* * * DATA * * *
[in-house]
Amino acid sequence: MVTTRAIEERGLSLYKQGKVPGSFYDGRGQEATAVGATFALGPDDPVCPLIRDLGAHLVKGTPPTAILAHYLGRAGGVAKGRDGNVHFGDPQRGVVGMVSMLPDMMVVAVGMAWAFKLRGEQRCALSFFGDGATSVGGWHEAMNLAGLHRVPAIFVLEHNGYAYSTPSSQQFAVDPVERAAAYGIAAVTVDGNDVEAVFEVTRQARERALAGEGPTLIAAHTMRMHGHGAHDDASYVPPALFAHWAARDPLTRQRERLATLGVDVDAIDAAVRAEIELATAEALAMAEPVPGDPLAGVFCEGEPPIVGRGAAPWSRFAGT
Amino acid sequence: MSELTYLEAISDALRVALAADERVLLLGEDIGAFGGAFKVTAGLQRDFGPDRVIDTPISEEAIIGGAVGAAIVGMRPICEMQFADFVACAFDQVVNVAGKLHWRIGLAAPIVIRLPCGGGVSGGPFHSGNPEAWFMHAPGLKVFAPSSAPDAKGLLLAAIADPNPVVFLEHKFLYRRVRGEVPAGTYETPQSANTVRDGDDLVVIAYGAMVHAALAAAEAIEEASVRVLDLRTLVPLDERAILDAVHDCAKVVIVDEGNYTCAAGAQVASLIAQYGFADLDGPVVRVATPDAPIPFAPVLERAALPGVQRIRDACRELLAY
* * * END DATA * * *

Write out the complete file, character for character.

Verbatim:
[in-house]
Amino acid sequence: MVTTRAIEERGLSLYKQGKVPGSFYDGRGQEATAVGATFALGPDDPVCPLIRDLGAHLVKGTPPTAILAHYLGRAGGVAKGRDGNVHFGDPQRGVVGMVSMLPDMMVVAVGMAWAFKLRGEQRCALSFFGDGATSVGGWHEAMNLAGLHRVPAIFVLEHNGYAYSTPSSQQFAVDPVERAAAYGIAAVTVDGNDVEAVFEVTRQARERALAGEGPTLIAAHTMRMHGHGAHDDASYVPPALFAHWAARDPLTRQRERLATLGVDVDAIDAAVRAEIELATAEALAMAEPVPGDPLAGVFCEGEPPIVGRGAAPWSRFAGT
Amino acid sequence: MSELTYLEAISDALRVALAADERVLLLGEDIGAFGGAFKVTAGLQRDFGPDRVIDTPISEEAIIGGAVGAAIVGMRPICEMQFADFVACAFDQVVNVAGKLHWRIGLAAPIVIRLPCGGGVSGGPFHSGNPEAWFMHAPGLKVFAPSSAPDAKGLLLAAIADPNPVVFLEHKFLYRRVRGEVPAGTYETPQSANTVRDGDDLVVIAYGAMVHAALAAAEAIEEASVRVLDLRTLVPLDERAILDAVHDCAKVVIVDEGNYTCAAGAQVASLIAQYGFADLDGPVVRVATPDAPIPFAPVLERAALPGVQRIRDACRELLAY